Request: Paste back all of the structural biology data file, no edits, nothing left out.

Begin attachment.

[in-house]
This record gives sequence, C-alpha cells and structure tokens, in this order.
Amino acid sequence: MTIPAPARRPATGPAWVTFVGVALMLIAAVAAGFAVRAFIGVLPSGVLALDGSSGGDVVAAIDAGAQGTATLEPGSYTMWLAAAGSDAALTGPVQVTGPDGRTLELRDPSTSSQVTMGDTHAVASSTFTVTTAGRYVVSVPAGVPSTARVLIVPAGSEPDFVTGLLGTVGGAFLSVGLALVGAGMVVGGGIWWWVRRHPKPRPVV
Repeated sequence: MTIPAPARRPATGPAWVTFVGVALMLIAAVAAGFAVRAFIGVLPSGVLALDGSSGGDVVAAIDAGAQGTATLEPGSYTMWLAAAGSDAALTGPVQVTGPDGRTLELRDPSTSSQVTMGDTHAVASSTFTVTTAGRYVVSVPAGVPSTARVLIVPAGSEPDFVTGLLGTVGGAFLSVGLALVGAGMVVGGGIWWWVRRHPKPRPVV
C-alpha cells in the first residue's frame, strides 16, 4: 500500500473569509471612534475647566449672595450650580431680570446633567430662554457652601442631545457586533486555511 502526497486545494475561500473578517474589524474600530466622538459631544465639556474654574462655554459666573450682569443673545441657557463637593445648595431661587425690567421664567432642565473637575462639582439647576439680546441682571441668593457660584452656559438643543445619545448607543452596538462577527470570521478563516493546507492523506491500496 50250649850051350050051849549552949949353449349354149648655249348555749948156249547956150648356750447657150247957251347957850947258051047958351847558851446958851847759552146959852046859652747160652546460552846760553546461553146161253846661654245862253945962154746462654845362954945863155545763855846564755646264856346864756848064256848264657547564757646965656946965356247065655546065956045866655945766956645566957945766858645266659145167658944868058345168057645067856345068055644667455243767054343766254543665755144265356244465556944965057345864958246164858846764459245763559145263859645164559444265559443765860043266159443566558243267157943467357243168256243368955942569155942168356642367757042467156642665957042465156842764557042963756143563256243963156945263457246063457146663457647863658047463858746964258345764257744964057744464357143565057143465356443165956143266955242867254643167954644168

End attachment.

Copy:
[in-house]
This record gives sequence, C-alpha cells and structure tokens, in this order.
Amino acid sequence: MTIPAPARRPATGPAWVTFVGVALMLIAAVAAGFAVRAFIGVLPSGVLALDGSSGGDVVAAIDAGAQGTATLEPGSYTMWLAAAGSDAALTGPVQVTGPDGRTLELRDPSTSSQVTMGDTHAVASSTFTVTTAGRYVVSVPAGVPSTARVLIVPAGSEPDFVTGLLGTVGGAFLSVGLALVGAGMVVGGGIWWWVRRHPKPRPVV
Repeated sequence: MTIPAPARRPATGPAWVTFVGVALMLIAAVAAGFAVRAFIGVLPSGVLALDGSSGGDVVAAIDAGAQGTATLEPGSYTMWLAAAGSDAALTGPVQVTGPDGRTLELRDPSTSSQVTMGDTHAVASSTFTVTTAGRYVVSVPAGVPSTARVLIVPAGSEPDFVTGLLGTVGGAFLSVGLALVGAGMVVGGGIWWWVRRHPKPRPVV
C-alpha cells in the first residue's frame, strides 16, 4: 500500500473569509471612534475647566449672595450650580431680570446633567430662554457652601442631545457586533486555511 502526497486545494475561500473578517474589524474600530466622538459631544465639556474654574462655554459666573450682569443673545441657557463637593445648595431661587425690567421664567432642565473637575462639582439647576439680546441682571441668593457660584452656559438643543445619545448607543452596538462577527470570521478563516493546507492523506491500496 50250649850051350050051849549552949949353449349354149648655249348555749948156249547956150648356750447657150247957251347957850947258051047958351847558851446958851847759552146959852046859652747160652546460552846760553546461553146161253846661654245862253945962154746462654845362954945863155545763855846564755646264856346864756848064256848264657547564757646965656946965356247065655546065956045866655945766956645566957945766858645266659145167658944868058345168057645067856345068055644667455243767054343766254543665755144265356244465556944965057345864958246164858846764459245763559145263859645164559444265559443765860043266159443566558243267157943467357243168256243368955942569155942168356642367757042467156642665957042465156842764557042963756143563256243963156945263457246063457146663457647863658047463858746964258345764257744964057744464357143565057143465356443165956143266955242867254643167954644168